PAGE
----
Book Watch: Jairaj Salgaonkar

Jairaj Salgaonkar of the Kalnirnay almanac lists his favourite non-fiction titles in English

27 Mar 2019 | By PrintWeek India

Principia Mathematica (1665) by Isacc Newton: It’s the book that gave birth to modern science, where Newton first mentioned his laws of motion; law of universal gravitation; and a derivation of Kepler’s laws of planetary motion.

Wealth of Nation (1776) by Adam Smith: The book that established economics as a legitimate study of enquiry.

The Origin of Species (1859) by Charles Darwin: The book that argues for the theory of evolution and ushers in the modern age.

Das Capital (1867) by Karl Max: The book that teaches us to read history as class struggle.

Fabian Essays in Socialism (1889) by George Bernard Shaw: In 1884, the Fabian Society was founded in England with the aim of bringing about a socialist society by means of intellectual debate, the publication of books and pamphlets. It was named after the Roman general Quintus Fabius Maximus, who used tactics of attrition and delay rather than direct military confrontation. The collection of essays, edited by the celebrated playwright, present the ideas of the society in a coherent form.

Seven Pillars of Wisdom (1926) by TE Lawrence: In this bestselling autobiography, Lawrence, better known as Lawrence of Arabia, recounts his experiences as a British soldier serving as a liaison officer with rebel forces during the Arab Revolt against the Ottoman Turks of 1916 to 1918.

The General Theory of Employment, Interest and Money (1936) by JM Keynes: One of the early textbooks of economics, which still rings relevant.

The Autobiography of Bertrand Russell: Three passions, simple but overwhelmingly strong, have governed my life: the longing for love, the search for knowledge, and unbearable pity for the suffering of mankind. The book recounts the life of one of the most intellectual of minds of the 20th century.  

Doors of Perception (1954) by Aldous Huxley: The book anticipated the arrival of the hippy subculture, as Huxley elaborates on his psychedelic experience under the influence of mescaline, a principal active psychedelic agent of the peyote and San Pedro cacti, which have been used in Native American religious ceremonies for thousands of years. In the book, Huxley recalls the insights he experienced, ranging from the ‘purely aesthetic’ to ‘sacramental vision’, and reflects on their philosophical and intellectual implications.

Surely You’re Joking Mr Feynman (1985) by Richard Feynman: The book is an edited collection of reminiscences by the Nobel Prize-winning physicist, which covers a variety of instances in Feynman’s life, including his fascination with safe-cracking, studying various languages, participating with groups of people who share different interests, and ventures into art and samba music. The book also covers serious material, such as his work on the Manhattan Project.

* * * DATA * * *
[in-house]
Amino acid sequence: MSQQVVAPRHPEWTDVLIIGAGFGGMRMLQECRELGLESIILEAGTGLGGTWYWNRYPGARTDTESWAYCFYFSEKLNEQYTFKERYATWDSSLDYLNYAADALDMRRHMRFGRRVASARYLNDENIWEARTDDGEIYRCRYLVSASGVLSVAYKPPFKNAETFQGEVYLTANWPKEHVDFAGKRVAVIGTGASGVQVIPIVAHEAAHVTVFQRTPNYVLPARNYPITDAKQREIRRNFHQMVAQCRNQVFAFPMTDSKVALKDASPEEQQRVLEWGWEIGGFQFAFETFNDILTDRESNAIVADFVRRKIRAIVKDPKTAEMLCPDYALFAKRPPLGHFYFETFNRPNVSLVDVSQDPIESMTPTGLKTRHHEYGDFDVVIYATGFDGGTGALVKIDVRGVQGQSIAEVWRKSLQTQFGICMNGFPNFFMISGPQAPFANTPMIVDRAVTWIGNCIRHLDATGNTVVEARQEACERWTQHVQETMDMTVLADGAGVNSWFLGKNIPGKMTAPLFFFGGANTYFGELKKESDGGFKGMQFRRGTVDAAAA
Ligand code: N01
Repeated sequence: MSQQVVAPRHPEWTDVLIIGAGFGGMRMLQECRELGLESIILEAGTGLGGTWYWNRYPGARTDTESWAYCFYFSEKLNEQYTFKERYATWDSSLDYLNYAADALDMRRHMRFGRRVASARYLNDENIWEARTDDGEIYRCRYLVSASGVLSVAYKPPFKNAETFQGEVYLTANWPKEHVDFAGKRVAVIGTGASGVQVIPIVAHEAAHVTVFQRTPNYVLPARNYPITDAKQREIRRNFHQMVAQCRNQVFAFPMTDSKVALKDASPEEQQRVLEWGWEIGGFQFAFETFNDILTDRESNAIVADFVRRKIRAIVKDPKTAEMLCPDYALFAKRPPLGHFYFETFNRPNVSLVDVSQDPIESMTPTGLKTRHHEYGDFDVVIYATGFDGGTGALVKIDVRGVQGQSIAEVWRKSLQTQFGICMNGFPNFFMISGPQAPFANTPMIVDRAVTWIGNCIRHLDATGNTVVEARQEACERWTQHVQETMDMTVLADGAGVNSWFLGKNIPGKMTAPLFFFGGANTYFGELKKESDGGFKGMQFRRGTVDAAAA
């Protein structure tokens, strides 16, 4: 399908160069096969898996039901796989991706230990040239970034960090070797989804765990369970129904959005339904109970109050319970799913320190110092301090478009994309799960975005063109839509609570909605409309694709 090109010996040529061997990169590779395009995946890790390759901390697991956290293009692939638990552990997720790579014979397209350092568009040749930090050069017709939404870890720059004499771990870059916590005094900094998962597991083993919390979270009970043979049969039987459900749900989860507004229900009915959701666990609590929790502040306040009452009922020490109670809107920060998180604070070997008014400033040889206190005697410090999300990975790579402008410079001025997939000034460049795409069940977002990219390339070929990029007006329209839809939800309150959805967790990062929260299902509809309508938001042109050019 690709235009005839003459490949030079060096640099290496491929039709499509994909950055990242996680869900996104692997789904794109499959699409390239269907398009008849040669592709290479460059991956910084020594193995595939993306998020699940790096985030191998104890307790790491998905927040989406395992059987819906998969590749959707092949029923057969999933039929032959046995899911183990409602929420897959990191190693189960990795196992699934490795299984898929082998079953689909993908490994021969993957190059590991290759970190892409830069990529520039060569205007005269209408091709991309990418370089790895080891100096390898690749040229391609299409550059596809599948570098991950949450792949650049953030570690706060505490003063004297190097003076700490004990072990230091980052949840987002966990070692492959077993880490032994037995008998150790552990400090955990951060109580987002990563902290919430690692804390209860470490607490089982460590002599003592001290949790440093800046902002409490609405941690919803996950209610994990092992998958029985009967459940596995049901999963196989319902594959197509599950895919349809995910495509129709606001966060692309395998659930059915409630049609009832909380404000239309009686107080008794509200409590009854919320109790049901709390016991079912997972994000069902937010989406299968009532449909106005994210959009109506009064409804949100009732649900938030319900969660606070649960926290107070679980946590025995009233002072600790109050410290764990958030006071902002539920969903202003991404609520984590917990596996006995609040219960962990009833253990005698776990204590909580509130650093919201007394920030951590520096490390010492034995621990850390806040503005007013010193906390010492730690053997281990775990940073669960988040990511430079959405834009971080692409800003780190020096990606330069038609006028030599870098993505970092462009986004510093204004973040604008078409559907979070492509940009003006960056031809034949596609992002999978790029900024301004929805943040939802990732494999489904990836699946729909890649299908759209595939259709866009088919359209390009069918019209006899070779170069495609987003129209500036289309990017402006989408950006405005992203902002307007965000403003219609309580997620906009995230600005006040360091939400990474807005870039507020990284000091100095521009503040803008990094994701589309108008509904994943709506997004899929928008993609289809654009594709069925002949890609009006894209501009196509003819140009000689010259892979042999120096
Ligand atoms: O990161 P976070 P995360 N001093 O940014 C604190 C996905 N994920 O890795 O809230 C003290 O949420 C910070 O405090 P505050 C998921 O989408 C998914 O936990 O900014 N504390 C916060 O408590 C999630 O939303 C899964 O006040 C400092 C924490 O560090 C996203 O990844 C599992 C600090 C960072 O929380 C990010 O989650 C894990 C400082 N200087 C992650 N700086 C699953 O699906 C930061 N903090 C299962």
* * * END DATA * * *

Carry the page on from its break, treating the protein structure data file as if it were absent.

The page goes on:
Guns Germs and Steel (1997) by Jared Diamond: As the subtitle of the book explains, it’s a short history of everybody for the last 13,000 years. The book won the Pulitzer Prize for general nonfiction and was made into a documentary. In short, the book explains why Eurasian and North African civilizations have survived and conquered others.

The Tipping Point (2000) by Malcolm Gladwell: Gladwell defines a tipping point as ‘the moment of critical mass, the threshold, the boiling point’. The book seeks to explain and describe the mysterious sociological changes that mark everyday life.

Trieste and the Meaning of Nowhere (2002) by Jan Morris: This is a travelogue, a love letter to the Italian city, but as you read, it becomes something else, a key to understand Morris, a historian and travel writer, who used to write as James Morris until she went through sex reassignment in 1972, and this aspect of transition between sexes makes her writing extraordinary. 

A Short History of Nearly Everything (2005) by Bill Bryson: As the title suggests, the book is about everything, science, history, religion, and the reason the book works is Bryson’s singular voice, chatty and clear, and how he manages to connect everything. It’s like listening to your grandfather telling his favourite story.

Thinking Fast and Slow (2011) by Daniel Kahneman: A bestseller, the book summarises the research that Kahneman conducted over decades. The central thesis is a dichotomy between two modes of thought: ‘System 1’ is fast, instinctive and emotional; ‘System 2’ is slower, more deliberative, and more logical. The book delineates cognitive biases associated with each type of thinking.

The Art of Stillness: Adventures in Going Nowhere (2014) by Pico Iyer: A TED Books release, in the book, Iyer investigate the lives of people who have made a life seeking stillness: from Matthieu Ricard, a Frenchman with a PhD in molecular biology who left a promising scientific career to become a Tibetan monk, to singer-songwriter Leonard Cohen, who traded the pleasures of the senses for several years of living the near-silent life of meditation as a Zen monk.

Homo Deus: A Brief History of Tomorrow (2016) by Yuval Noah Harari: As with its predecessor, Sapiens: A Brief History of Humankind, Harari recounts the course of history while describing events and the individual human experience, along with ethical issues in relation to his historical survey. The book also deals with the abilities acquired by humans throughout their existence, and their evolution as the dominant species in the world.